On February 17, sailing slowly near a group of rocks called the Alexander Islands, it began to rain. They woke up the next morning to find the deck and ropes covered with ice. The sails were frozen so solid it was impossible to lower them. There was no land in any direction. A fog descended, and they drifted “further into silence”.
The cold wasn’t the problem at first, Cook wrote: “I have shivered more in New York”. But then it got so cold the captain lost his eyelashes. One sailor, nailing up specimen cases between decks, put two nails in his mouth, and when he snatched them out, ripped off a piece of his tongue and lip and looked like he’d been burned with a hot iron.
Watching Danco’s body sink into an Antarctic hole, Racoviță wondered how he’d ended up in this place of frigid darkness. His thoughts turned to Mamma Mechnikov back in Paris, the benefactor who’d recommended him for the expedition — how after Mechnikov’s suicide attempts, he’d taken on oblivion as a philosophical concept. Racoviță had absorbed his discourses many times on Rue d’Ulm.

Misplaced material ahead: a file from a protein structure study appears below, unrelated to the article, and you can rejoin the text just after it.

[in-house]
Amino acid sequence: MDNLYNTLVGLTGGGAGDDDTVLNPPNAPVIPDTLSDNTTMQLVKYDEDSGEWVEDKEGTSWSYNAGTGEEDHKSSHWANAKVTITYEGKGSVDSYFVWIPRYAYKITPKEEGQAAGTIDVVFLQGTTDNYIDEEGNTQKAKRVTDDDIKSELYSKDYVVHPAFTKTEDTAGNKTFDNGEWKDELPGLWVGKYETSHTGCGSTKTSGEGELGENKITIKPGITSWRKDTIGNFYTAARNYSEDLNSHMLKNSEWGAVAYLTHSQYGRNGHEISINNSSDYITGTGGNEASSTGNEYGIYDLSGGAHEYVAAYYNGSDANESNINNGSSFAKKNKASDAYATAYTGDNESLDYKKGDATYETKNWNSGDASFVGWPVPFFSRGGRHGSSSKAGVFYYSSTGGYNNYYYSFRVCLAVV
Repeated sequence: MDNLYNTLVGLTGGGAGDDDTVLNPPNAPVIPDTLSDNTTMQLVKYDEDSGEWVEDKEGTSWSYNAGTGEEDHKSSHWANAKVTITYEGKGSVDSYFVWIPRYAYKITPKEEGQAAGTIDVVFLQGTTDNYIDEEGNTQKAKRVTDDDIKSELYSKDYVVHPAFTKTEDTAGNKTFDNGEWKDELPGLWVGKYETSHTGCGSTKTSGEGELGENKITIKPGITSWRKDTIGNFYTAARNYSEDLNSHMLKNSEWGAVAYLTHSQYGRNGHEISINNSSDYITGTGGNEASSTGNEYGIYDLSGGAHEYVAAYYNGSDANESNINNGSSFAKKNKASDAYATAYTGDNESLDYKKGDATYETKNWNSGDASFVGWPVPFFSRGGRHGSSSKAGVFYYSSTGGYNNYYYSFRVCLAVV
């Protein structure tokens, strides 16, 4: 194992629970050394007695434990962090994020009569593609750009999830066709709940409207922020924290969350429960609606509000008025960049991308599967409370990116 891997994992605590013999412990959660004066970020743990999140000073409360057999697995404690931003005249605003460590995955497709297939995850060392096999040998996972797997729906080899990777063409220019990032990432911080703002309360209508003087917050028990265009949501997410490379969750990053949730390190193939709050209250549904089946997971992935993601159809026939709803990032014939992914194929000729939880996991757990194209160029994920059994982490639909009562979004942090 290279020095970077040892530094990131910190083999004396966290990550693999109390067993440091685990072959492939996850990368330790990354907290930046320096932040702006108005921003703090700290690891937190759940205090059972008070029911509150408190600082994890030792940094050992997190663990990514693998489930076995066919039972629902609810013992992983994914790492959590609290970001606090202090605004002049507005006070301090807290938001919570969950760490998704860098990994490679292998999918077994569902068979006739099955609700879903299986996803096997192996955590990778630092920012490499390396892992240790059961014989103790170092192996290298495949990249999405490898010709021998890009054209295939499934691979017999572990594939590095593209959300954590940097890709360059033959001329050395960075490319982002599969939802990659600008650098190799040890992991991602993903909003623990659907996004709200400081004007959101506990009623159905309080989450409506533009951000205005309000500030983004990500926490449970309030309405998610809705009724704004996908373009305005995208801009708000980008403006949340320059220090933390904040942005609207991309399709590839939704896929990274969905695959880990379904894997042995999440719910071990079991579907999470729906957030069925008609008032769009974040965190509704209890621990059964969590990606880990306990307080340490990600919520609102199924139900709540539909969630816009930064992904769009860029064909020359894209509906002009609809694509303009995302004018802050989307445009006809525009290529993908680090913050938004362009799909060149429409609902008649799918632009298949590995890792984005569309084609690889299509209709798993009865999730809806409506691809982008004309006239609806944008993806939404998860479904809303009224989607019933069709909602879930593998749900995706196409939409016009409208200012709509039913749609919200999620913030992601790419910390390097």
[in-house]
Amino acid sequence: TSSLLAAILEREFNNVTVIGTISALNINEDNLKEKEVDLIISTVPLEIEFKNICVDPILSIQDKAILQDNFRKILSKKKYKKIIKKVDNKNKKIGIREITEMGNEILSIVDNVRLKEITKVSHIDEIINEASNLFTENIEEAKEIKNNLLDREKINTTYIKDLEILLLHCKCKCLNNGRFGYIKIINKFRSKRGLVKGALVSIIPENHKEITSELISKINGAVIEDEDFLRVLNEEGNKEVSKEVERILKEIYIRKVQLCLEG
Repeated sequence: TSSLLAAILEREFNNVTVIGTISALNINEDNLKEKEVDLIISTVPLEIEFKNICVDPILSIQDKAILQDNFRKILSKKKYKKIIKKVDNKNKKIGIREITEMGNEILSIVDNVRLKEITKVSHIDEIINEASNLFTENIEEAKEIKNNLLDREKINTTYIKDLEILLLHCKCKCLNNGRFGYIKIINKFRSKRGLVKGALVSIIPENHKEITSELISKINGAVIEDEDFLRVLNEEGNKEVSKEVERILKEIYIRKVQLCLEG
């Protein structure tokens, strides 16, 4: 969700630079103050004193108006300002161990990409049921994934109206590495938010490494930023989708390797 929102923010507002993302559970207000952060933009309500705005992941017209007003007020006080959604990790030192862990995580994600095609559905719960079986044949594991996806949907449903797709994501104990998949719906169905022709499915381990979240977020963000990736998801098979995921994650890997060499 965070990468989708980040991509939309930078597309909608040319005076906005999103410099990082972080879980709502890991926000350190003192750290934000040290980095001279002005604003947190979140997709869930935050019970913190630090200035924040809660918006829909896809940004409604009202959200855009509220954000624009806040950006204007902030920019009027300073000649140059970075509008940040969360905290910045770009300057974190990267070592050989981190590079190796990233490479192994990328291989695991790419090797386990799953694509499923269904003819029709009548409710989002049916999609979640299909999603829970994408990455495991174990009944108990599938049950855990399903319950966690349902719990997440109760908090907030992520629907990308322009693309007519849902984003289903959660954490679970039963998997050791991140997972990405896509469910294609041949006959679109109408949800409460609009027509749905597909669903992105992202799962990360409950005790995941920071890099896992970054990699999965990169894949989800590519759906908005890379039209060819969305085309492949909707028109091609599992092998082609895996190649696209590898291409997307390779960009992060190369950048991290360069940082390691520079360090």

If it’s through need that our sensitivities become senses, what might we need next? Maybe to know where Danco is now that he’s dead. We are as blind to that as the worm is to the gloomy sky, so much so that we can’t imagine knowing anything about it at all. It’s a hole in the ice you slip through, never to return. But in fact the afterlife is as natural as the moon reflecting off the hummocks and the scent of seal steaks on the grill. It’s as close to us as the air is to the sea.